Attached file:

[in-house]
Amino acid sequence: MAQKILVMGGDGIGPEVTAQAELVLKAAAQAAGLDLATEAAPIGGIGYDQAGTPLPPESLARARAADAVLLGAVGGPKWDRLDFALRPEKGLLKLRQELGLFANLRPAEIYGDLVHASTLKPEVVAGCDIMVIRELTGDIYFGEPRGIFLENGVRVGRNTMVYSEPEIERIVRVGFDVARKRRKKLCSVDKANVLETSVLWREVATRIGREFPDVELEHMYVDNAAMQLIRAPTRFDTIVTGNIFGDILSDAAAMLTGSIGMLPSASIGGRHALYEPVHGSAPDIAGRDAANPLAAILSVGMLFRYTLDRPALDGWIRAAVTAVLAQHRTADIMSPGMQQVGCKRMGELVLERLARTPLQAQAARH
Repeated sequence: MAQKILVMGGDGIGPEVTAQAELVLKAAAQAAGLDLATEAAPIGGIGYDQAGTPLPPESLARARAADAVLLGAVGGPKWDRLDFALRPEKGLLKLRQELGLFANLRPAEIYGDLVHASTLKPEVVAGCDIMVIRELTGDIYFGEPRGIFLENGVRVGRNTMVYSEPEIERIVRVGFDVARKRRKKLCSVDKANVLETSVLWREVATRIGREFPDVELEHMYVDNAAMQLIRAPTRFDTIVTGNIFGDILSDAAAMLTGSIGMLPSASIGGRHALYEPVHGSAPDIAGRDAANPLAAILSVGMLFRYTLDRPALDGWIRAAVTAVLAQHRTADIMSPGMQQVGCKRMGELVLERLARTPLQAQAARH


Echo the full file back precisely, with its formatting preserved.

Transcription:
[in-house]
Amino acid sequence: MAQKILVMGGDGIGPEVTAQAELVLKAAAQAAGLDLATEAAPIGGIGYDQAGTPLPPESLARARAADAVLLGAVGGPKWDRLDFALRPEKGLLKLRQELGLFANLRPAEIYGDLVHASTLKPEVVAGCDIMVIRELTGDIYFGEPRGIFLENGVRVGRNTMVYSEPEIERIVRVGFDVARKRRKKLCSVDKANVLETSVLWREVATRIGREFPDVELEHMYVDNAAMQLIRAPTRFDTIVTGNIFGDILSDAAAMLTGSIGMLPSASIGGRHALYEPVHGSAPDIAGRDAANPLAAILSVGMLFRYTLDRPALDGWIRAAVTAVLAQHRTADIMSPGMQQVGCKRMGELVLERLARTPLQAQAARH
Repeated sequence: MAQKILVMGGDGIGPEVTAQAELVLKAAAQAAGLDLATEAAPIGGIGYDQAGTPLPPESLARARAADAVLLGAVGGPKWDRLDFALRPEKGLLKLRQELGLFANLRPAEIYGDLVHASTLKPEVVAGCDIMVIRELTGDIYFGEPRGIFLENGVRVGRNTMVYSEPEIERIVRVGFDVARKRRKKLCSVDKANVLETSVLWREVATRIGREFPDVELEHMYVDNAAMQLIRAPTRFDTIVTGNIFGDILSDAAAMLTGSIGMLPSASIGGRHALYEPVHGSAPDIAGRDAANPLAAILSVGMLFRYTLDRPALDGWIRAAVTAVLAQHRTADIMSPGMQQVGCKRMGELVLERLARTPLQAQAARH